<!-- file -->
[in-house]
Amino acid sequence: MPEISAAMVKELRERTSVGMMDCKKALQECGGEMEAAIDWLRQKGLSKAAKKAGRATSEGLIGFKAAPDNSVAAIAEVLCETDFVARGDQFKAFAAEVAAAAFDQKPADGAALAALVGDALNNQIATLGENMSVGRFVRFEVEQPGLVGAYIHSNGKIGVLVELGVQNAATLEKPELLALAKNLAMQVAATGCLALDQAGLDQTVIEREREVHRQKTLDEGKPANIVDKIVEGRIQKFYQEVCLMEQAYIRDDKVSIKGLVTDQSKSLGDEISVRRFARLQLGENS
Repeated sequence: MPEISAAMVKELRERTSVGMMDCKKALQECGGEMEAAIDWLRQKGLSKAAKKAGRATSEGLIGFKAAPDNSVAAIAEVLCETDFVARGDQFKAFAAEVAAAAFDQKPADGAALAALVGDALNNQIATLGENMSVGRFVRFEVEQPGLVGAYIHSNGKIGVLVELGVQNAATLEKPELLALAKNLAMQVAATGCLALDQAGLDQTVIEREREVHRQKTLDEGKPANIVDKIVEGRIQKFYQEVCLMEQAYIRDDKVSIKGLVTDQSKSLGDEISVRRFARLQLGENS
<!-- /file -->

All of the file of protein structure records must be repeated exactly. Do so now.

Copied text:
[in-house]
Amino acid sequence: MPEISAAMVKELRERTSVGMMDCKKALQECGGEMEAAIDWLRQKGLSKAAKKAGRATSEGLIGFKAAPDNSVAAIAEVLCETDFVARGDQFKAFAAEVAAAAFDQKPADGAALAALVGDALNNQIATLGENMSVGRFVRFEVEQPGLVGAYIHSNGKIGVLVELGVQNAATLEKPELLALAKNLAMQVAATGCLALDQAGLDQTVIEREREVHRQKTLDEGKPANIVDKIVEGRIQKFYQEVCLMEQAYIRDDKVSIKGLVTDQSKSLGDEISVRRFARLQLGENS
Repeated sequence: MPEISAAMVKELRERTSVGMMDCKKALQECGGEMEAAIDWLRQKGLSKAAKKAGRATSEGLIGFKAAPDNSVAAIAEVLCETDFVARGDQFKAFAAEVAAAAFDQKPADGAALAALVGDALNNQIATLGENMSVGRFVRFEVEQPGLVGAYIHSNGKIGVLVELGVQNAATLEKPELLALAKNLAMQVAATGCLALDQAGLDQTVIEREREVHRQKTLDEGKPANIVDKIVEGRIQKFYQEVCLMEQAYIRDDKVSIKGLVTDQSKSLGDEISVRRFARLQLGENS